Rental properties make for great investments if you know how to play the game.
It’s a game that requires knowing the ins and outs of property management, mortgages, land value, area economics and much more. Investing in rental properties might be lucrative (especially in the current market), but knowing the benefits, the risks and the strategies involved in those investments will help you prepare for any bumps in the road.
Interested in becoming a landlord? Here’s a beginner’s guide for how to invest in rental property.
Is It Worth Investing in a Rental Property?
Buying rental property is an appealing proposition, but it’s not the right move for every investor. As with any financial decision, there are plenty of pros and cons to consider. If the benefits outweigh the risks, you should be safe to invest away. If you notice more red flags than benefits, now might not be the time to window shop for property.
Here are a few benefits to real estate investment:
It’s a steady and lucrative income source. Thanks to your monthly rent and an increase in property value over time, money will always be coming in.
It’s a hedge against inflation. Even during economic downturns, investment property maintains or even grows in value.
It’s tax deductible. Owning a property means qualifying for certain tax benefits, including deductions for mortgage interests, maintenance and property insurance.
It helps you build up your assets. Renting out a property decreases the amount of mortgage you pay. Some owners only pay 10 to 15 percent of the entire mortgage.
On the flip side of the coin, here are some risks:
Maintenance is never-ending. Something will always be breaking, and it will be your responsibility to pay for its repair.
You aren’t guaranteed tenants. The more vacancies you have, the less money you’ll be taking in.
The tenants you do have can be difficult. Not every person who lives on your property will be a perfect angel. You will likely have to deal with late payments and even property damage.
It’s a lot of work. Owning a rental property means actively talking with tenants, keeping up with paperwork, making sure the property looks good, fielding complaints, dealing with maintenance, watching nearby property values, and much more.
What to Evaluate for a Good Rental Property
Let’s assume that, for you, the benefits of investing in rental property outweigh the risks. Now it’s time to evaluate the properties you’re considering. There are multiple factors to consider, which means that not just any old run-of-the-mill property will do for your purposes.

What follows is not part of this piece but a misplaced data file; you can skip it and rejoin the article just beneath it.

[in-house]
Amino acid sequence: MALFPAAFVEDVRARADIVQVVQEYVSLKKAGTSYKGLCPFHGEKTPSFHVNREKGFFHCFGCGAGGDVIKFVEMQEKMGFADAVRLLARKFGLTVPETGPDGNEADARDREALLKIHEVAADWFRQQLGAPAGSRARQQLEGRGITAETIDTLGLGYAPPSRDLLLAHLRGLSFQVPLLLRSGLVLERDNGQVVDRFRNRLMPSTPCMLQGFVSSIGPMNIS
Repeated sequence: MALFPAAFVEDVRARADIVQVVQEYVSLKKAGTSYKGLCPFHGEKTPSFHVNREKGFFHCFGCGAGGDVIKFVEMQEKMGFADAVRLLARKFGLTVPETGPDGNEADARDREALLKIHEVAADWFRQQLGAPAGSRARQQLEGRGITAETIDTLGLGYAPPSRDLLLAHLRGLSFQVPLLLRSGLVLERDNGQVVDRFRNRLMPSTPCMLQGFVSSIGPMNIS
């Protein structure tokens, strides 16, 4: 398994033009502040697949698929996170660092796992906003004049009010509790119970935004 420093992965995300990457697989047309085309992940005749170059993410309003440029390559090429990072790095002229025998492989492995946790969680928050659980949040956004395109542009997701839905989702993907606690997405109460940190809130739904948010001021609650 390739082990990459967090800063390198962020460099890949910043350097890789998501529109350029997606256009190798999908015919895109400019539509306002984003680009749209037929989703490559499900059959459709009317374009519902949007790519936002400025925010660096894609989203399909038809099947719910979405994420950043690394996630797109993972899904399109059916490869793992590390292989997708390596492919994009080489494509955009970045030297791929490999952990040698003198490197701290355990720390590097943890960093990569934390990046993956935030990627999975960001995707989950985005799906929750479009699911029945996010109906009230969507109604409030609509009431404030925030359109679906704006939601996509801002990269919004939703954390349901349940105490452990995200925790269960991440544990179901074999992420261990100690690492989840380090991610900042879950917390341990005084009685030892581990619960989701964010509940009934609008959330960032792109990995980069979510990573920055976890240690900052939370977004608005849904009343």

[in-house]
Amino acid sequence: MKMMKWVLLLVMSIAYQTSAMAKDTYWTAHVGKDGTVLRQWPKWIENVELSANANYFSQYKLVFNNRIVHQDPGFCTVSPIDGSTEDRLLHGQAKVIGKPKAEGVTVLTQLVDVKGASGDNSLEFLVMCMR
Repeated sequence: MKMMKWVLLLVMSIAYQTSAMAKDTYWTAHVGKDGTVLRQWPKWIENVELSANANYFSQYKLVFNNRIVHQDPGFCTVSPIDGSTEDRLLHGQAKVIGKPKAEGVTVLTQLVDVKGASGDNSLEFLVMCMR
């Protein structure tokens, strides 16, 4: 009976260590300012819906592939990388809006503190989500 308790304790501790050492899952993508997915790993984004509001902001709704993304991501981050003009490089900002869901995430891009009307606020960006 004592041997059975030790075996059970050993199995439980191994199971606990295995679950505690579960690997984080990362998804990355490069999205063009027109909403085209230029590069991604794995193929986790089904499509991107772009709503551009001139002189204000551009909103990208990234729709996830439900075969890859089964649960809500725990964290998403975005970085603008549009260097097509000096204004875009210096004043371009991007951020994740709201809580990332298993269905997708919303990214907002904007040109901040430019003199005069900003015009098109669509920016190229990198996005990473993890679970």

Here are a handful of said factors:
The area around your property plays a huge part in how much income you’ll generate from that property. If the area’s value declines due to redevelopment issues, economic downturns or even failed political shenanigans, your property will suffer.
What kinds of residents live in the areas you’re considering? Different people will have different needs. Are you looking at properties near colleges? Is there a high student population, or will you be catering mostly to families? These are all important demographic questions to answer.
Analyze the Community
What’s going on in the area you’re considering? Is your desired property near local restaurants? What kinds of community activities, events or locations are “big” in the community? The more you know about the area, the better you’ll be able to prepare for the kinds of tenants you may have and the economy you’ll be doing business in.
Examine the Interior and Exterior
Finally, there’s the property itself. Before any papers are signed or any deals made, make sure you’ve looked your new rental property up and down. Take the time to hire an appraiser and visit the building yourself to check for any issues. The ideal rental property won’t cost you piles of money in upfront upkeep, so avoid any fixer-uppers unless you’ve allowed for the extra funds in your budget.
Making a Financial Plan for Buying a Rental Property
With all the potential benefits, issues and physical/economic factors taken care of, it’s time to talk money. Buying a rental property means having plenty of cash on hand, and it also requires planning ahead and making sure the groundwork is laid.
Step one is to double checking that your debts are paid. Qualifying for financing means having minimal debt associated with your name, so make sure your car, medical, credit card and student loan debt is taken care of before seeking extra funds.
Next, consider your debt-to-income ratio. This ratio represents the percentage of your monthly income that gets eaten by the debt you owe. Generally, lenders will allow up to 75% of your expected rental income to be put toward the debt you owe them.
After this, there’s the down payment. While the amount you pay will depend on your mortgage, investment property generally requires paying around 15 to 20 percent. Also take any interest rates into consideration before locking in your financial plan.
Finally, there’s the option to buy your property outright instead of relying on loans. This will depend entirely on your own financial standing and what you can and can’t afford. However, be aware that upfront payments aren’t cheap, and you’ll need to be confident in your purchase and its potential for generating income for you.
Columbus, OH Rental Properties Available
Now that you know the basics of investing in rental property, it’s time to start scouting real estate. The experts at DRK are ready to answer your questions, give you feedback, and help you find the ideal property.
Take a look at the purchase-ready rental properties available in the Columbus, Ohio, area right here.
Until next time,
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